Navigation Links
SMFM highlights significance of spina bifida research findings
Date:2/10/2011

SAN FRANCISCO (February 10, 2011) More than two thousand physicians, some of the top obstetric/gynecologists in the world who specialize in maternal-fetal medicine, especially high risk pregnancies, gathered today for their annual meeting in San Francisco to begin four days of intensive research presentations. Presentations each year at the Society for Maternal-Fetal Medicine's (SMFM) annual meeting, The Pregnancy Meeting , represent major findings in reducing high-risk pregnancies and complications.

Catherine Y. Spong, M.D., chief, pregnancy and perinatology branch, Eunice Kennedy Shriver National Institute of Child Health and Human Development, National Institutes of Health, discussed the government study that she co-authored, "Management of Myelomeningocele Study" (MOMS) at the SMFM annual meeting. An article on the study appeared today in the New England Journal of Medicine.

Myelomeningocele is the most serious form of spina bifida, a condition in which the spinal column fails to close around the spinal cord and the cord protrudes through an opening in the spine.

The $22.5 million study looked at the benefits of a surgical procedure used to repair this common defect of the spine while the baby is still in the uterus. The findings reported that the procedure greatly reduced the need to divert, or shunt, fluid away from the brain. The surgical procedure consists of closing an opening at the back of the fetal spine, which is a departure from the traditional approach of operating on the infant after birth.

The fetal procedure increases the chances that a child will be able to walk without crutches or other devices.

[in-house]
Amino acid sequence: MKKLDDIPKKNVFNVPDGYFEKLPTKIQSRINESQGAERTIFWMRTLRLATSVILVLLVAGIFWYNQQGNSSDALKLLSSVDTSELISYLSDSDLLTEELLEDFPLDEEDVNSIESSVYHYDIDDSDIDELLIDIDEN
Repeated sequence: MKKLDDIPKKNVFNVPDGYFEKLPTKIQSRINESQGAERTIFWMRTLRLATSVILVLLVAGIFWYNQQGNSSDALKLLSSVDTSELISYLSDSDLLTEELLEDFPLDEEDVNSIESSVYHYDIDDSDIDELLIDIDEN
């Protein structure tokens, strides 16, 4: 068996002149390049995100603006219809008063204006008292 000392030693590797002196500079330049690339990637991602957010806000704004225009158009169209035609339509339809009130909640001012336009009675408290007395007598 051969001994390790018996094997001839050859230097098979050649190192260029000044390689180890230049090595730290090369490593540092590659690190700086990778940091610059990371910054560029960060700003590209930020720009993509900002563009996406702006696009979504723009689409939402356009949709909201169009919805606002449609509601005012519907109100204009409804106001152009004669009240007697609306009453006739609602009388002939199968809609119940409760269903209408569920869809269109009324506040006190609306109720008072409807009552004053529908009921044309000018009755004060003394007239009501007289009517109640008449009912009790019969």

"This research is a huge finding for our profession and our patients," stated Joshua Copel, M.D., professor of Obstetrics, Gynecology and Reproductive Science at Yale University. Copel is also president of SMFM and a clinical practitioner in prenatal ultrasound and prenatal therapy.

The study cautioned that there were risks involved and that, because the surgery is highly specialized, it should only be undertaken in facilities with experienced staff. Infants who underwent the prenatal surgery were more likely to be born premature than were the infants who had the surgery performed after birth. Mothers who underwent the procedure were at risk of a thinning or tearing of the uterus at the incision. In spite of these risks though, children who underwent the prenatal surgery did much better than those who had the surgery after birth.

In fact, the MOMS study, which planned to enroll 200 expectant mothers carrying a child with myelomeningocele, was stopped after the enrollment of 183 women because of the benefits demonstrated in children who underwent the prenatal surgery.

The study was conducted in partnership with researchers at the Children's Hospital of Philadelphia (CHOP), The UCSF Benioff Children's Hospital at the University of California, San Francisco (UCSF), Vanderbilt University Medical Center in Nashville, and the George Washington University Biostatistics Center in Washington, D.C.

"This study is an indicator of the medical advancements being made in preventing high-risk pregnancies and complications," Copel added.

Some of the studies being presented at the SMFM annual meeting include research on:

  • The benefits of fetal heart rate monitoring in reducing infant mortality,
  • The increased risk of morbidity in babies delivered between 36 and 38 weeks,